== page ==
May 2014 eJournal - Pg 3
We ran hot ranges and certain units that have some political autonomy run hot ranges, but the kids that really need it don’t get to train on hot ranges. Like in the police business, we lavish all this money on SWAT to buy equipment for the last ones to need it. The guy who needs the gear or training is that plain vanilla patrolman that’s out there by himself in a patrol car responding to calls. He is the one who needs it and he’s the one that no one cares about!
That patrolman goes to training twice a year and he gets his ticket punched and he figures, well, they don’t care, why should I care either? We pressure him, and ask, “Well, if you get killed, is the Chief of Police going to cry? Is anybody going to care? You must not expect other people to care about your well-being more than you do!” Never expect the public sector to do anything but the minimum to keep their pathetic jobs!
eJournal: Where have we made progress? What about moving either before or while shooting?
Farnam: We teach that movement is very important, especially lateral movement. Rarely is that required in any kind of training and I don’t think it is ever in any qualification. They stand there and shoot, they stand there and reload, they stand there and reholster.
I have often commented, “How dumb can you get? Why are we doing this?”
eJournal: Of course, you know what it is like to be shot; many do not. When did you start integrating movement?
Farnam: Probably in the late 1970s.
eJournal: What made you think mixing movement with firearms training is important?
Farnam: I started getting a lot of martial artists in classes.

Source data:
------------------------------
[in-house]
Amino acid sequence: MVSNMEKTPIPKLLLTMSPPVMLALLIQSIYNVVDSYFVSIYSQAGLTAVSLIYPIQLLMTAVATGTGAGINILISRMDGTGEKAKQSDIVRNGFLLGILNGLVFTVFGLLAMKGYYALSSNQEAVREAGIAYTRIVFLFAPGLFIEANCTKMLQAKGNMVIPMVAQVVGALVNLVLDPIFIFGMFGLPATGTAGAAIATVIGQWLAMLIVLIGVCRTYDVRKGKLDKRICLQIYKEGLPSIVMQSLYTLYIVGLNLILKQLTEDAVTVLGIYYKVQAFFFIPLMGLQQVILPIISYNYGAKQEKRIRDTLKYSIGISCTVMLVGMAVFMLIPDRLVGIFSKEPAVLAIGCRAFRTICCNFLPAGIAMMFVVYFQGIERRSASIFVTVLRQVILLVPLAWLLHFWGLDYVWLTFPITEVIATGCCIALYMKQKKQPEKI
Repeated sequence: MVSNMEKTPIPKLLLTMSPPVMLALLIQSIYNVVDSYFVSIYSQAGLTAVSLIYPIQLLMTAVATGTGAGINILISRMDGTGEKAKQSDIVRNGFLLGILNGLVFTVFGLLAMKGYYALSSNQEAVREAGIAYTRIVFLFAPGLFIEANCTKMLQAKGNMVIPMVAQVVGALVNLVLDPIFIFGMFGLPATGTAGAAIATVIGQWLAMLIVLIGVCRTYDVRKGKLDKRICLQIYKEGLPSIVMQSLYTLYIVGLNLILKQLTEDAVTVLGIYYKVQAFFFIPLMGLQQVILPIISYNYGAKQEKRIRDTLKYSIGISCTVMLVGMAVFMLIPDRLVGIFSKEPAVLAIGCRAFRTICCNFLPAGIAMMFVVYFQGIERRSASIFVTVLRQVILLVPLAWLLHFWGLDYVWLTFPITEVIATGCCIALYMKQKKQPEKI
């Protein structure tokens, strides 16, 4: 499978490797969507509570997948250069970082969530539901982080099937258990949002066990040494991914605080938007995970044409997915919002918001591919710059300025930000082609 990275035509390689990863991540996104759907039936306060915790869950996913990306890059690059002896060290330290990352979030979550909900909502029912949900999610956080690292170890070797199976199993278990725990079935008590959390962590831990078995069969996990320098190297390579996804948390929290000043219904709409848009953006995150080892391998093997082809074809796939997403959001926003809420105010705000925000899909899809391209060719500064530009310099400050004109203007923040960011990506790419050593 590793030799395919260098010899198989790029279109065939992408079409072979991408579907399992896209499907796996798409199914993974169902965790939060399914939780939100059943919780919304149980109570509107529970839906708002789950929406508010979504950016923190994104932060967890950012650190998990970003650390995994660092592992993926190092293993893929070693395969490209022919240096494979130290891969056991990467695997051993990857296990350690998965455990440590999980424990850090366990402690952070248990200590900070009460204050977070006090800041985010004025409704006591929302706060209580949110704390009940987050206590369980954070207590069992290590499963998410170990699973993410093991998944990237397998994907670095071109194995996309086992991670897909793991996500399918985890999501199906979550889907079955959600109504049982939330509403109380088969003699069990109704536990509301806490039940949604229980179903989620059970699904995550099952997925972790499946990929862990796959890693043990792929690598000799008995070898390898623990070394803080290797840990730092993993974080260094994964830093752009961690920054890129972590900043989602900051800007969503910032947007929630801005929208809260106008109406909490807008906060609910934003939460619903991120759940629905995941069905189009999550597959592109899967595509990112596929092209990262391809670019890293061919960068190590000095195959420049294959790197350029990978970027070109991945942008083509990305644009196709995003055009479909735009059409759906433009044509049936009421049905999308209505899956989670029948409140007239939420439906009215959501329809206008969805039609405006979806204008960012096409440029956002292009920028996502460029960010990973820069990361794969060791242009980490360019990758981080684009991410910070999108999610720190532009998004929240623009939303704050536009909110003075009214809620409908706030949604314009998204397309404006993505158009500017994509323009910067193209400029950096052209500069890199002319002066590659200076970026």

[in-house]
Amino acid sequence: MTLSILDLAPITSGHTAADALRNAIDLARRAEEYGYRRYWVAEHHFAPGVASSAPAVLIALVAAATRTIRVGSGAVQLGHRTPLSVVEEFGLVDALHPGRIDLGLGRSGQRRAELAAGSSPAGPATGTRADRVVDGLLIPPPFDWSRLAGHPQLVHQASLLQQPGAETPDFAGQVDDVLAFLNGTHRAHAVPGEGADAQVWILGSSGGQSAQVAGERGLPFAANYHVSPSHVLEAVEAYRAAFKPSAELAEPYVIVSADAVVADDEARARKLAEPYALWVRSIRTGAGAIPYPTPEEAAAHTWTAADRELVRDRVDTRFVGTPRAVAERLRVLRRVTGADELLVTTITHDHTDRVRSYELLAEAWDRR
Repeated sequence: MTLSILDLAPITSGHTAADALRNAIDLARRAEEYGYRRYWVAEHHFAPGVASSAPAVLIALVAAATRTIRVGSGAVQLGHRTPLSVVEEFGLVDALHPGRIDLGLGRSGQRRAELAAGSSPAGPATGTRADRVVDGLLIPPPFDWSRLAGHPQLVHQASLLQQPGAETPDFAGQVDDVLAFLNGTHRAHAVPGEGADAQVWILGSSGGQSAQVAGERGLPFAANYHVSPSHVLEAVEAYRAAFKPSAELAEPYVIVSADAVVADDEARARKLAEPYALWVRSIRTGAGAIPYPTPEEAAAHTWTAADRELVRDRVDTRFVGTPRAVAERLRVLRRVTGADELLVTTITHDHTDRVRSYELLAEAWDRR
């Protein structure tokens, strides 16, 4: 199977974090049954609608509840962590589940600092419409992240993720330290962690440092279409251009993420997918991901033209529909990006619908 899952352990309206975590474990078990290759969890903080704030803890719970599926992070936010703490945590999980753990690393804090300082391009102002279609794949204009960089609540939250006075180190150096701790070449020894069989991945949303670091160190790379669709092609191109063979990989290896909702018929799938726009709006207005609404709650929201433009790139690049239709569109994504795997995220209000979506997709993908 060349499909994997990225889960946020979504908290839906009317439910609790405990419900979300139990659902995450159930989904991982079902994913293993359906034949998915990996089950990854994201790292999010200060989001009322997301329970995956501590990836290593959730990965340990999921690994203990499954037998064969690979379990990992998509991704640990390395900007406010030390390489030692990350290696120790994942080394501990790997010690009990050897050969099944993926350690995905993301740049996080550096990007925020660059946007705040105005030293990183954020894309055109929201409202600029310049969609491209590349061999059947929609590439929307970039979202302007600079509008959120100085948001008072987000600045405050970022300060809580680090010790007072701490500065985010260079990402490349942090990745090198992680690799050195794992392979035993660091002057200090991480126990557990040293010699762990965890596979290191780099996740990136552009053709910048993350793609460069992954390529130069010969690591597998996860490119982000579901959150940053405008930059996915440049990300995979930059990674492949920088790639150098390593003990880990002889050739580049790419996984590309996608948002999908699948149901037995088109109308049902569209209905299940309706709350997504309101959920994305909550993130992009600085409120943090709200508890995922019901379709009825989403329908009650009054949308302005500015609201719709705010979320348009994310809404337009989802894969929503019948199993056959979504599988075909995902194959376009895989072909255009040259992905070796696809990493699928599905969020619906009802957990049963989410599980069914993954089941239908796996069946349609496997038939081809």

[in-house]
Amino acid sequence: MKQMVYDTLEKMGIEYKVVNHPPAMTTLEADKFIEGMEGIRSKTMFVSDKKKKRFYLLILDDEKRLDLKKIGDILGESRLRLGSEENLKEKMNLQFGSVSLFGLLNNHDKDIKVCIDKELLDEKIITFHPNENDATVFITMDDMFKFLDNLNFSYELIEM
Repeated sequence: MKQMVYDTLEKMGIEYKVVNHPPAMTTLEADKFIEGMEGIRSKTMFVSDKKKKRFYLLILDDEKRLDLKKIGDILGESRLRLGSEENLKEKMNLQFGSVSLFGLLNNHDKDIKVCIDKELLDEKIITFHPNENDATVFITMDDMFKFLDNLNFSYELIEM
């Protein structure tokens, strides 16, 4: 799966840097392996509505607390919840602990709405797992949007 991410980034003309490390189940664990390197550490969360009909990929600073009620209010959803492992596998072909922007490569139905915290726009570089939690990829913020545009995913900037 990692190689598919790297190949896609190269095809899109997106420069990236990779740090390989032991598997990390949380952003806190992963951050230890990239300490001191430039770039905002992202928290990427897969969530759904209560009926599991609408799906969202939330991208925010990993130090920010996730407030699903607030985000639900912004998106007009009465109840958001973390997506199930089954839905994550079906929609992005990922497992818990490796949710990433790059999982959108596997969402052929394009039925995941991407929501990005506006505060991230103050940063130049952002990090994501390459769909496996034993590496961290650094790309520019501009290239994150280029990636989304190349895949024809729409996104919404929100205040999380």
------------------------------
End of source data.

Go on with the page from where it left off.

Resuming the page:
Some are used to the concept they call body displacement where they sometimes just make a very slight movement to watch the punch go by their head instead of being hit.
Now, this is interesting: that idea goes back to the 1800s! The gunman Hardin was a practitioner of the idea of body displacement and he wrote about it on several occasions, but they didn’t call it that in those days. We’re not discovering anything new; we just keep relearning what others already knew.
I decided that we have to practice body displacement. I became pretty aggressive with it and required movement of my students.
eJournal: We are seeing movement taught more these days, but there are differences in technique. What is your concept—movement before pressing the trigger or firing and moving simultaneously?
Farnam: We have to be able to do it all! It is like learning to play the game of golf. You can’t just concentrate on your drives and ignore your putting. You will win on drives, but lose the game on short shots. You have to be strong in all areas, and you have to be strong simultaneously.
In shooting, it is not just stance, and it is not just grip, and it is not just trigger, you have to do all that at the same time. You have to learn how to run a trigger, and you have to learn how to run a set of sights, and learn, for lack of a better term, about relativity.
eJournal: What’s the role of relativity in armed self defense?
Farnam: Well, I like to be accurate. Don’t we all?
eJournal: How do you define “accurate?”
Farnam: That is like asking how do you define “fair?”